World Stocks Up After G-20 Backs Stimulus

G20 finance ministers attend a meeting at the H.M. Treasury in London, Saturday, September 5, 2009.
Chris Ratcliffe, Press Assn. via AP
European and Asian stocks rose Monday after finance officials from 20 rich and developing countries pledged to keep in place their massive stimulus programs to prop up the global economy.

News of corporate takeover activity, with Cadbury jumping over 40 percent after , also helped stocks start the week well on a day when Wall Street will be closed for the Labor Day holiday.

Germany's DAX rose 79.23 points, or 1.5 percent, to 5,463.66, while Britain's FTSE 100 gained 76.52 points, or 1.6 percent, to 4,928.22. France's CAC-40 added 50.46 points, or 1.4 percent, to 3,649.22.

Benchmarks in Japan, Hong Kong and China added about 1 percent or more after Beijing said it would allow greater access to foreign investors.

Investors reacted positively to the weekend announcements from finance officials at the Group of 20 summit in London, which acknowledged some improvements in economic growth but warned recovery was not sustainable without continued help from governments in the form of deficit spending, low interest rates and efforts to expand the money supply.

"It will come as a relief to markets that G-20 central bankers and finance ministers agreed that it was too early to begin withdrawing massive fiscal, monetary and financial support," said Mitul Kotecha, analyst at Calyon.

Markets had been worried that nascent signs of economic recovery would lead countries to unwind their stimulus, but the G-20 dispelled those fears.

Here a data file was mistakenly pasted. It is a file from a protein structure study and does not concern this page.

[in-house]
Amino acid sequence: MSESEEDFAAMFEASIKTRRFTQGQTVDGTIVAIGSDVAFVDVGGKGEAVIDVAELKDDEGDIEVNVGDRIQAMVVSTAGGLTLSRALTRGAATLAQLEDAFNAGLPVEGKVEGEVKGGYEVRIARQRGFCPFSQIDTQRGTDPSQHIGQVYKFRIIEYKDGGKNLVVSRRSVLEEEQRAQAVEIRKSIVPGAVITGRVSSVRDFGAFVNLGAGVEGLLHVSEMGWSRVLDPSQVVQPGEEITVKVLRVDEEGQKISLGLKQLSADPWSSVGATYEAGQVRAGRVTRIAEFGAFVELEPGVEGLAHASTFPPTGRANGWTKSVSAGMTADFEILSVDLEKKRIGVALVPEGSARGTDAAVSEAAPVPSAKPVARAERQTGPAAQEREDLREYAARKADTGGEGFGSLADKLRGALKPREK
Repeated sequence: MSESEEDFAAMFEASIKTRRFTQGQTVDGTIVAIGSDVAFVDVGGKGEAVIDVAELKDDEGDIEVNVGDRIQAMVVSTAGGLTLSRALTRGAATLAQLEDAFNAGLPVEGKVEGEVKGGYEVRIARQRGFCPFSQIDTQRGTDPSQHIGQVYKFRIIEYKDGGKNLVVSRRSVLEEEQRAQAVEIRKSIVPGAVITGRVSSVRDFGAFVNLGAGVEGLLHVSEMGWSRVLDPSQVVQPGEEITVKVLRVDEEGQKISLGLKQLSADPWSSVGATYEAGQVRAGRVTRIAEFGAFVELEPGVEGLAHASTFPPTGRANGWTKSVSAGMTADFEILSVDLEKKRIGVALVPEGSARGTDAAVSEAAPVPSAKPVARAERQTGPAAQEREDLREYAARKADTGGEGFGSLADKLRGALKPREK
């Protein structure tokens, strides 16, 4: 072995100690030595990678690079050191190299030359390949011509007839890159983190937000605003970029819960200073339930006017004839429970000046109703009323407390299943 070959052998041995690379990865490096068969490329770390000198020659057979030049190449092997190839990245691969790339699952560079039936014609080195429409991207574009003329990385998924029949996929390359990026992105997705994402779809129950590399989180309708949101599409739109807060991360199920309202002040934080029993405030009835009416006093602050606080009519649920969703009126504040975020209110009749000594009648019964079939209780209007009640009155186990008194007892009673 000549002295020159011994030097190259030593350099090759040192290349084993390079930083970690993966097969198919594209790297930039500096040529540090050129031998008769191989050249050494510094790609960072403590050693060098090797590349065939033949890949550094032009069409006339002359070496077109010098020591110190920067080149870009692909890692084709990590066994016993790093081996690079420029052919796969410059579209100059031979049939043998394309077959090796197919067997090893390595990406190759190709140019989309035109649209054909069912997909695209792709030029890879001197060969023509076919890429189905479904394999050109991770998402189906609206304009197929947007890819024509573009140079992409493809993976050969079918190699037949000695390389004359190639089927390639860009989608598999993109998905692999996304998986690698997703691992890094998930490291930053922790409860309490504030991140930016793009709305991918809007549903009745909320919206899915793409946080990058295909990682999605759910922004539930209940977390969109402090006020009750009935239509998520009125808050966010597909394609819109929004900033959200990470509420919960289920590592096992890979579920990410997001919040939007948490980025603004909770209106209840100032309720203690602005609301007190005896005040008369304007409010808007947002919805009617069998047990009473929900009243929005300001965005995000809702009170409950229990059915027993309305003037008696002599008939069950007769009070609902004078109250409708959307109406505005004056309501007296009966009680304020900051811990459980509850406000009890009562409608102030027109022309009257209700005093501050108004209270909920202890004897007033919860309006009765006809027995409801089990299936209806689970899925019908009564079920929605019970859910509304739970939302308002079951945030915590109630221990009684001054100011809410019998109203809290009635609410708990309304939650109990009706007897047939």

"It is hardly surprising that officials are not formulating an early exit from emergency measures, especially given the ongoing uncertainty about the pace and shape of global economic recovery," said Kotecha.

He said growing doubts about the duration of an economic rebound will "pose a risk to the sustainability of any equity rally over coming months" as stocks look increasingly overvalued.

"Amongst the factors needed is some clarity about the pace and shape of growth once stimulus is reversed."

Stock markets were also helped by upbeat corporate and economic news.

Kraft Foods Inc.'s proposed £10.2 billion pounds ($16.7 billion) takeover of Cadbury PLC was immediately rejected as too low by the British maker of chocolate, gum and candy, but Kraft said it was determined to find an adequate offer. Cadbury shares shot up 40.4 percent.

"A key question is whether there is a counter bid, most likely from a Nestle-led consortium," said Graham Jones, analyst at Panmure Gordon & Co. "However, we see the most likely scenario being Kraft being successful on improved terms."

In Germany, industrial orders rose 3.5 percent on the month in July, suggesting the worst of a global slump in demand may be past for the export-dependent country.

"Despite some volatility in the data over the past few months, there is now rising evidence of a more broad-based demand for German capital goods and intermediate goods," said analysts at Calyon.

In Asia, Chinese stocks continued their recovery after the government said it would allow foreign investors to sink more money into the mainland's markets.

In Hong Kong, the Hang Seng was up 1.5 percent at 20,629.31. Shanghai's main benchmark gained 0.7 percent to 2,881.12.

Japan's Nikkei 225 stock average added 133.83 points, or 1.3 percent, to 10,320.94, snapping a three-day losing streak. Australia's index edged up 0.4 percent, Taiwan rose 1 percent and Indonesia's benchmark gained 0.4 percent. Markets in Korea and Singapore were little changed.

On Friday in the U.S., investors pushed stocks up after data showed the unemployment rate rose in August but that jobs were being cut at a slower pace.

The Dow rose 1 percent to 9,441.27, the Standard & Poor's 500 index rose 1.3 percent to 1,016.40 and the Nasdaq added 1.8 percent to 2,018.78.

Wall Street will reopen on Tuesday.

Oil prices were up in European trade, with benchmark crude for October delivery up 74 cents at $68.76, as investors looked to this week's OPEC meeting for a possible change in the cartel's production. The contract rose 6 cents Friday to settle at $68.02.

The dollar strengthened to 93.01 yen from 92.95 yen Friday night, while the euro rose to $1.4332 from $1.4309.